What Is A Convertible Security?

A convertible security is a financial instrument that can be converted into another form, typically common stock, at a predetermined price or date. This is commonly found in two types: convertible bonds and convertible preferred stock. Convertible securities combine features of both debt and equity, providing the investor with the opportunity to participate in the company’s growth while receiving regular interest or dividend payments.

Preferred Stock

Preferred stock is a type of equity security that has characteristics of both common stock and bonds. Preferred stockholders have a higher claim on a company’s assets and earnings than common stockholders, but they typically do not have voting rights. Preferred stock pays fixed dividends, which can be cumulative or non-cumulative. Convertible preferred stock allows the holder to convert their shares into a predetermined number of common shares at a specific price, typically after a certain date.


A bond is a debt security issued by a company, government, or other entity to raise capital. Bondholders are essentially lending money to the issuer in exchange for interest payments and the return of principal upon maturity. Convertible bonds are a type of corporate bond that can be converted into common stock at the bondholder’s discretion, usually at a predetermined conversion ratio and price.

Pros for Issuing Companies:

  1. Lower Cost of Capital: Companies can often issue convertible securities at a lower interest rate or dividend yield compared to non-convertible debt or preferred stock, as investors are willing to accept a lower yield in exchange for the conversion option.
  2. Flexibility: Issuing convertible securities provides companies with greater financial flexibility, as they can raise capital without immediately diluting existing shareholders’ ownership.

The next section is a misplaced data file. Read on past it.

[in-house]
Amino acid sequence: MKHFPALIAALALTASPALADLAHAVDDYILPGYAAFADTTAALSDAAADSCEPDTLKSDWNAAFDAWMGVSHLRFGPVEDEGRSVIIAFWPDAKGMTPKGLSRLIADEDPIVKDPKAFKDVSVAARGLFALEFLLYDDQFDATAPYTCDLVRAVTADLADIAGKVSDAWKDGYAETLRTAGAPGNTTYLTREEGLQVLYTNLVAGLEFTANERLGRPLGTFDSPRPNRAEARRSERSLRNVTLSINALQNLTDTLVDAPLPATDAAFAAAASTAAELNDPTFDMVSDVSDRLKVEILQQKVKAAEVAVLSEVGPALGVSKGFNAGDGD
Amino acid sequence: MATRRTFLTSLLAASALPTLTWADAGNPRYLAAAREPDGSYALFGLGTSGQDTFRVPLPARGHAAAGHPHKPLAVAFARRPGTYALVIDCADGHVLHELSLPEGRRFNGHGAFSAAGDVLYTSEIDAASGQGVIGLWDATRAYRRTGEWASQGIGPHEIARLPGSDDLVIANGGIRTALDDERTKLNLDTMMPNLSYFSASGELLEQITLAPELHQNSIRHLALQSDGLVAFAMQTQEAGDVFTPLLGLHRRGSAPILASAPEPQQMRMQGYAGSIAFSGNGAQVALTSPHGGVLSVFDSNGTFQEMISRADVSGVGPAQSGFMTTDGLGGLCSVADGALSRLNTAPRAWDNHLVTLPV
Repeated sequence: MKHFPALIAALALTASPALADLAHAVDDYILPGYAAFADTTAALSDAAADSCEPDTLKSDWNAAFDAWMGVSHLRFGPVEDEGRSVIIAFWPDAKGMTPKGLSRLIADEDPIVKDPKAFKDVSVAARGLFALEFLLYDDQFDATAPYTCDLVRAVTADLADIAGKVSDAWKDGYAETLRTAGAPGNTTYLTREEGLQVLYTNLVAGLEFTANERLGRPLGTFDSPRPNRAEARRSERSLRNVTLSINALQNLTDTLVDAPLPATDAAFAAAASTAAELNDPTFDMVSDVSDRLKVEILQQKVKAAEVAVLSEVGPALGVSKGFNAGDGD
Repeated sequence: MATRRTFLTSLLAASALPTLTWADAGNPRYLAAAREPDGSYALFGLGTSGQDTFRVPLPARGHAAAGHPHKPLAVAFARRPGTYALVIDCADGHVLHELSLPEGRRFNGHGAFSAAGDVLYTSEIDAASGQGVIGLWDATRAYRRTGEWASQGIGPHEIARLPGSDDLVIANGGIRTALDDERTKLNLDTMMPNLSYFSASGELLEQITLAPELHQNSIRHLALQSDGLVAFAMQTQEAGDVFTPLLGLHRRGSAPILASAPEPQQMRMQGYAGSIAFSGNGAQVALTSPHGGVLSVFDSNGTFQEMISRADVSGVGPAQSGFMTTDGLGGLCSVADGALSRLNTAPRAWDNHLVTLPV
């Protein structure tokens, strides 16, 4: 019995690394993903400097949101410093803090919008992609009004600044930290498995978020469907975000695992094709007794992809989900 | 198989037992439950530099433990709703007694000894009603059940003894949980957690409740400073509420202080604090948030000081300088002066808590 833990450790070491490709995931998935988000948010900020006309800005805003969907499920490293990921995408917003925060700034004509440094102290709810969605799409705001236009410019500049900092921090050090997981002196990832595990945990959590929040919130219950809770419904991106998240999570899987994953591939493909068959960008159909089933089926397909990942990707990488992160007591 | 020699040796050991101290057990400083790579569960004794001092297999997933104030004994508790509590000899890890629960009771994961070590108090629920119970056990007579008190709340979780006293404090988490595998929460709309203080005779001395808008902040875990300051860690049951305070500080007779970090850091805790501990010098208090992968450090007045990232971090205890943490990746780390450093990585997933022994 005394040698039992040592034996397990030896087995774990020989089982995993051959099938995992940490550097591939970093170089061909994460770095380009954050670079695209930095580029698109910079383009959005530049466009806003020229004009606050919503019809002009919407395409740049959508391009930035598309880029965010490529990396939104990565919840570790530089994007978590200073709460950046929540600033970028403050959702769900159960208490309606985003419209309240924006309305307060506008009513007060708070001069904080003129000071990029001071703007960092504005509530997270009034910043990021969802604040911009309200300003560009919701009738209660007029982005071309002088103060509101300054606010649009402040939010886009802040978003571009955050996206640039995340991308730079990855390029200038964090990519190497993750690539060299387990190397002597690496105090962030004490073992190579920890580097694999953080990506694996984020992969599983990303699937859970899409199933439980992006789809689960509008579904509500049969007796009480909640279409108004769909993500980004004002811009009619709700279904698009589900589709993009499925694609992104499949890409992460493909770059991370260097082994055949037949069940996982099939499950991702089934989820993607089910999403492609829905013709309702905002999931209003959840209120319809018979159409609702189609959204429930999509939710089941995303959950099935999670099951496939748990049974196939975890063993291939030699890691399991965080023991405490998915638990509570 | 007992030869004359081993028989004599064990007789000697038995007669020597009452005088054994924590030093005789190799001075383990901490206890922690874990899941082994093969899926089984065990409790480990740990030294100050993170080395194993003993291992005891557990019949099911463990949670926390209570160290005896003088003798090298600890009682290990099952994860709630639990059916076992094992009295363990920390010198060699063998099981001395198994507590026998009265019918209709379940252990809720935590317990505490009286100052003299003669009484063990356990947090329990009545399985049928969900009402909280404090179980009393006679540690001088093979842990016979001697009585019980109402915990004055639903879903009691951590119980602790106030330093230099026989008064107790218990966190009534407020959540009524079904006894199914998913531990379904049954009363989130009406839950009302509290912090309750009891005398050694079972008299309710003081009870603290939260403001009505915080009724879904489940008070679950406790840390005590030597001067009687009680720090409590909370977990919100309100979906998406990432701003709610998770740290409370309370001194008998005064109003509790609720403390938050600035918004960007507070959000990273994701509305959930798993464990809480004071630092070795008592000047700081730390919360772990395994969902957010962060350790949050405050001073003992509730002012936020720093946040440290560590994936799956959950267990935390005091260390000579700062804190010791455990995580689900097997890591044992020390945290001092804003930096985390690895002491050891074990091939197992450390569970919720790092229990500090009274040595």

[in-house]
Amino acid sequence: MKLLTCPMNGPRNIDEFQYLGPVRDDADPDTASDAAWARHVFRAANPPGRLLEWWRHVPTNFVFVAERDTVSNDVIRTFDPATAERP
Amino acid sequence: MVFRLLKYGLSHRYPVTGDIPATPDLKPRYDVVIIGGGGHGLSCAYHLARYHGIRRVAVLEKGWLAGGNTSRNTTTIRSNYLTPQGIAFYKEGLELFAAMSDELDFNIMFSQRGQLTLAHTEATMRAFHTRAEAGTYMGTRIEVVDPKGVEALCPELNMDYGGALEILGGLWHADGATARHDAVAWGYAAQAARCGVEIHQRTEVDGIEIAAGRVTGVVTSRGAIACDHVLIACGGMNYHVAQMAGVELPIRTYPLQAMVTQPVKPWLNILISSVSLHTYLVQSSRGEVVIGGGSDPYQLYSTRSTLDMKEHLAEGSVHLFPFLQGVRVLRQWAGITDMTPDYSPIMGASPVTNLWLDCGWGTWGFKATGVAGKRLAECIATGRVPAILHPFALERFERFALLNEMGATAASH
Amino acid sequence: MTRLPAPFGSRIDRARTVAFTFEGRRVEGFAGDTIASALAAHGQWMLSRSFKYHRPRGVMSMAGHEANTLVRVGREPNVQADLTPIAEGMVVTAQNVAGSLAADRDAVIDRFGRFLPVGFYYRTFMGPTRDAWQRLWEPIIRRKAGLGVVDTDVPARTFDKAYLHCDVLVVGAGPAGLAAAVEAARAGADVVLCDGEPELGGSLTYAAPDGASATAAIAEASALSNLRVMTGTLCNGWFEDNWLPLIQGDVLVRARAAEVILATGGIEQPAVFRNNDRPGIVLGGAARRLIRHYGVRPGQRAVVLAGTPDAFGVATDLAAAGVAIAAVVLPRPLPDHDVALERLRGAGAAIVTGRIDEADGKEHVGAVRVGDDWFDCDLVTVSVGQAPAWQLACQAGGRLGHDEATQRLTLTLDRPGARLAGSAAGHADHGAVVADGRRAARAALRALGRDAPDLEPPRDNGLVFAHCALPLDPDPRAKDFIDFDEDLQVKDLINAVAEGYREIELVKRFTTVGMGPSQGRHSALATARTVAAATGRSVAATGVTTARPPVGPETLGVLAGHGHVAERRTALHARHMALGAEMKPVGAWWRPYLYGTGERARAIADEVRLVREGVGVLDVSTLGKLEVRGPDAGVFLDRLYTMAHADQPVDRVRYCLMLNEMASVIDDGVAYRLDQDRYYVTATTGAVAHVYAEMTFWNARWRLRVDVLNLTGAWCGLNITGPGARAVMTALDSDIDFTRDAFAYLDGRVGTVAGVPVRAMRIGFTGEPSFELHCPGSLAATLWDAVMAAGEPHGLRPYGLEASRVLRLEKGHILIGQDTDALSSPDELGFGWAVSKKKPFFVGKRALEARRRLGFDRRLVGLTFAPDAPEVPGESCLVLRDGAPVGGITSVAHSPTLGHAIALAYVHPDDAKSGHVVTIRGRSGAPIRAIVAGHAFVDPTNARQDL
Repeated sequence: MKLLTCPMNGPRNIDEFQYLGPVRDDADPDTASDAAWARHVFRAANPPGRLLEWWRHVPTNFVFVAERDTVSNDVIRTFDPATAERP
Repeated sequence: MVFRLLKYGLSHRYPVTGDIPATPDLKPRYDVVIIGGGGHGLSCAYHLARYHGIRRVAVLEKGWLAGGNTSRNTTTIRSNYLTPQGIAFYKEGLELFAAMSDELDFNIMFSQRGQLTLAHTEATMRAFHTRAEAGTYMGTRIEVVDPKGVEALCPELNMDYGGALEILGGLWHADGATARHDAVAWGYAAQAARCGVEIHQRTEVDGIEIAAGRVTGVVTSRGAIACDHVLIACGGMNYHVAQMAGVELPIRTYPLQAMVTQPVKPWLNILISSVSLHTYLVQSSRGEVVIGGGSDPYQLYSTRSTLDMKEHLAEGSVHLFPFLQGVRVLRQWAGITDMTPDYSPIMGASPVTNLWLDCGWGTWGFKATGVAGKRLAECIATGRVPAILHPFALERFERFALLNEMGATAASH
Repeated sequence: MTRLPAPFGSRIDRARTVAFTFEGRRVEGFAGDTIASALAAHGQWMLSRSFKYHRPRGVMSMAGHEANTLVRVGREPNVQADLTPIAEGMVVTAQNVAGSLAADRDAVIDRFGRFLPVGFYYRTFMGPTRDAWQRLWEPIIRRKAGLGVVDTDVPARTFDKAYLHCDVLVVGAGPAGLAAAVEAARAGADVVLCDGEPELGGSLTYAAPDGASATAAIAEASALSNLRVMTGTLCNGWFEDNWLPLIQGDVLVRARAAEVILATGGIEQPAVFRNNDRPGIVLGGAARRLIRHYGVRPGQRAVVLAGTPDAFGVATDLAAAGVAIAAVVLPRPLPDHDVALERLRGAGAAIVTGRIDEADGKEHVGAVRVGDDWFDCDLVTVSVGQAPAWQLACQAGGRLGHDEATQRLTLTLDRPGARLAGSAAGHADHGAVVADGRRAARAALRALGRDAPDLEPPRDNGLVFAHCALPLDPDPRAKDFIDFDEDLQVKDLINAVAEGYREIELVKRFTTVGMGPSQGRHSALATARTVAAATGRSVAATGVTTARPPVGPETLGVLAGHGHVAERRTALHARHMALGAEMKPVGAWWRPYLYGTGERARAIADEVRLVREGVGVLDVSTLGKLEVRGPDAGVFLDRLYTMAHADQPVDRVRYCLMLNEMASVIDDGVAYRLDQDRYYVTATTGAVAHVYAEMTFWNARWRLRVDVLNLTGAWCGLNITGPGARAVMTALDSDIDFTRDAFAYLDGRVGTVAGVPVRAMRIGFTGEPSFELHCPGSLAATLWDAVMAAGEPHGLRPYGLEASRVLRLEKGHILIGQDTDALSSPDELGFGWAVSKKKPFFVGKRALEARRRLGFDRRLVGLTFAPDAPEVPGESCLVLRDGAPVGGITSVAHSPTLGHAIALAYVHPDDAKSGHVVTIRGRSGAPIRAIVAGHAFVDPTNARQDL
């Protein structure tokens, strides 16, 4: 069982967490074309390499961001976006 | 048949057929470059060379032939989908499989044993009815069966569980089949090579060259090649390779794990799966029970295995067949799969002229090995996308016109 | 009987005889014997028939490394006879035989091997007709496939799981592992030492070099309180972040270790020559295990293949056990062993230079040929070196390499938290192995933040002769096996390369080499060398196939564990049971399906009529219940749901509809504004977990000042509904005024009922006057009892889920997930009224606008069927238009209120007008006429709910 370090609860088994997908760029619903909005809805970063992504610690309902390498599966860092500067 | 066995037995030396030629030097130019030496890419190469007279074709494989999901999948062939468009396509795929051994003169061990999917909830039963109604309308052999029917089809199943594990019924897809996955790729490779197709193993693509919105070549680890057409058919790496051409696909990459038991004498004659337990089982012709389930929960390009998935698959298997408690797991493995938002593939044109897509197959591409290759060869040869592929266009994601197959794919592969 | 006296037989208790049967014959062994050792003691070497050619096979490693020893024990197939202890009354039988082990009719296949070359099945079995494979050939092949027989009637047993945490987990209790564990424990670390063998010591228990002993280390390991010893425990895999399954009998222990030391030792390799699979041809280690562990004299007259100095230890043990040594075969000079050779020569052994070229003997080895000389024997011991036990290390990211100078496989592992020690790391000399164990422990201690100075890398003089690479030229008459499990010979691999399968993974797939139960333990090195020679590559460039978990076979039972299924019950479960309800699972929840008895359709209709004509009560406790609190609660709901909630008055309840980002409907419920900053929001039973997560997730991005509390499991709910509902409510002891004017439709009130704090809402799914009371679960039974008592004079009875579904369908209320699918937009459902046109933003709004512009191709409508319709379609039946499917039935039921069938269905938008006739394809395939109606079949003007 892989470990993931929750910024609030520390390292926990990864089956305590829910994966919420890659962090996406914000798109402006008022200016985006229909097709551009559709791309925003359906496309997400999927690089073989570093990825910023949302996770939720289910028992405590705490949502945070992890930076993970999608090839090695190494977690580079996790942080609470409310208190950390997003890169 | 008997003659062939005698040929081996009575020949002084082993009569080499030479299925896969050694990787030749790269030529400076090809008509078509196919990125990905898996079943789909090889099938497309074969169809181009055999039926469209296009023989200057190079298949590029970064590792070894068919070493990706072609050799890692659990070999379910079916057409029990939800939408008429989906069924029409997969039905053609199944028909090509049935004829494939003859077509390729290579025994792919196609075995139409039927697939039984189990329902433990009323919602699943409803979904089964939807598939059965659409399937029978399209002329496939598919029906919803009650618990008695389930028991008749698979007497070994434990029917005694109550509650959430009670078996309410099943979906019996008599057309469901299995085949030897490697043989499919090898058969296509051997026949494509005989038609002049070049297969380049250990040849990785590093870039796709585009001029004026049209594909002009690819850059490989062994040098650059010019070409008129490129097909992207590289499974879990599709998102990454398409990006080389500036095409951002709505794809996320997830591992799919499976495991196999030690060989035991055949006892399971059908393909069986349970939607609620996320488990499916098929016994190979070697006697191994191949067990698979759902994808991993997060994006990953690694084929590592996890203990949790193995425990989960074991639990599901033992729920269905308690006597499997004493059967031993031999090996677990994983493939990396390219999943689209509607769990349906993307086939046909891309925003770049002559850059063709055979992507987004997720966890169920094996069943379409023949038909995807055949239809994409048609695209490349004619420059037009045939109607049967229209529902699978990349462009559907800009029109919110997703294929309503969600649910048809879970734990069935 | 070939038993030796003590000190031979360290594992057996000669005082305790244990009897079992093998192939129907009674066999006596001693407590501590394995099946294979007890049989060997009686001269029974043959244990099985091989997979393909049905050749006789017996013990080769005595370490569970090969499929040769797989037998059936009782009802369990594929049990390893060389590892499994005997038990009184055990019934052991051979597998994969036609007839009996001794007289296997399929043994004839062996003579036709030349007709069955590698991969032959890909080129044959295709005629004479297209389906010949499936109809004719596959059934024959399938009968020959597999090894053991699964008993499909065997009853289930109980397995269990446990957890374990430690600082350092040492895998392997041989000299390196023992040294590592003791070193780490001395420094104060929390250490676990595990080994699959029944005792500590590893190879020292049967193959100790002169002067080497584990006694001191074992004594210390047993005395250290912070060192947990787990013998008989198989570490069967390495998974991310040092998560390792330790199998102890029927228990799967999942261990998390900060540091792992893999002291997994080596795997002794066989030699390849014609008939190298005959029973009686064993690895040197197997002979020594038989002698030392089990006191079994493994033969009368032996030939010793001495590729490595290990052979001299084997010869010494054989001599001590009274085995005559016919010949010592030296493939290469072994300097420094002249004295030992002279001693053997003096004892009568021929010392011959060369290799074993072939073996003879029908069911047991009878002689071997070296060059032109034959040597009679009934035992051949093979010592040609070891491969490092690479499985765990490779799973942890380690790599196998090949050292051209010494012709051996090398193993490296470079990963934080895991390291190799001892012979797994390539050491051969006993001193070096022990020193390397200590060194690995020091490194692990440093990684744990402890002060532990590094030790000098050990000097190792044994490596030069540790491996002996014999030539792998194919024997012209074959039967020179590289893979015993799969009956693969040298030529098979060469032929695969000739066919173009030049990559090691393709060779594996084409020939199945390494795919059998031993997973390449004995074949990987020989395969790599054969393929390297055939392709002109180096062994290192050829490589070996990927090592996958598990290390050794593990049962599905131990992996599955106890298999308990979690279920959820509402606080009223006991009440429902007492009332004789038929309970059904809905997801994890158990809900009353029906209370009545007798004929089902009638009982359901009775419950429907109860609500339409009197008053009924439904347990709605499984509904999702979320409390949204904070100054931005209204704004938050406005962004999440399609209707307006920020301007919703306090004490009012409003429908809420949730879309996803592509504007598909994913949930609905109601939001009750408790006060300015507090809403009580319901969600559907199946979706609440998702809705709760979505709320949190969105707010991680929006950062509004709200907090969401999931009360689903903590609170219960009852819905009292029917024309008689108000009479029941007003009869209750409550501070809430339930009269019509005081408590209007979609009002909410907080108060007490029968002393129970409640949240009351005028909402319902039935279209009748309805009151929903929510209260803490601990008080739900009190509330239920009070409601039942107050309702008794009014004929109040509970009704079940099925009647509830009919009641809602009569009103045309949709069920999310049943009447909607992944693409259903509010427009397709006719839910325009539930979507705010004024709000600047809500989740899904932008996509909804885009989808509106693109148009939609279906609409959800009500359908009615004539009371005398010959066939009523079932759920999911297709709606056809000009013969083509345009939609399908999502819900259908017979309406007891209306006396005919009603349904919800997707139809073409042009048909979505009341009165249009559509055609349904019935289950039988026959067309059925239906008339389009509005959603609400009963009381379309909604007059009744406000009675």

3. Attracting Investors: Convertible securities can be an attractive option for investors who seek income with the potential for capital appreciation, which may help companies broaden their investor base.

Cons for Issuing Companies:

  1. Potential Dilution: If a large number of convertible securities are converted into common stock, the issuing company may experience dilution in earnings per share, which can negatively impact the stock price.
  2. Higher Debt Burden: Issuing convertible bonds increases a company’s debt burden, which may raise concerns among investors about the company’s financial stability and ability to meet its obligations.
  3. Complexity: Managing convertible securities can be complex for issuing companies, as they need to consider the potential impacts of conversion on their capital structure and financial ratios.

Impact on Stock Price

The issuance of convertible securities can influence a company’s stock price in various ways, depending on factors like market conditions, company performance, and investor sentiment.

Price Increase: Convertible securities can potentially drive a stock price up in several ways:

  1. Anticipation of Conversion: If investors expect the convertible security to be converted into common stock, they may purchase the underlying shares in anticipation, driving up the stock price.
  2. Positive Signal: Issuing convertible securities can be perceived as a positive signal by the market, indicating that the company is confident in its growth prospects and its ability to repay the debt or dividends associated with the convertible security.
  3. Favorable News: Companies may release favorable news or financial results to drive up the stock price before announcing a convertible security, making it more attractive to investors.

Price Decrease: Convertible securities can also lead to a decrease in stock price, as they can:

  1. Dilute Ownership: The conversion of convertible securities into common stock increases the number of outstanding shares, diluting existing shareholders’ ownership and potentially causing a drop in the stock price.
  2. Higher Debt Burden: Issuing convertible bonds increases a company’s debt burden, which may raise concerns among investors about the company’s ability to meet its financial obligations, causing the stock price to decline.

Real-life Examples

Price Increase: In June 2020, Tesla Inc. announced plans to issue $1 billion in convertible senior notes due in 2025. The announcement coincided with an increase in Tesla’s stock price, as investors anticipated future growth and higher demand for electric vehicles.

Price Decrease: In August 2017, Pandora Media Inc. announced the issuance of $300 million in convertible senior notes due in 2023. The stock price dropped as investors worried about the company’s increased debt burden and the potential dilution of existing shareholders’ ownership.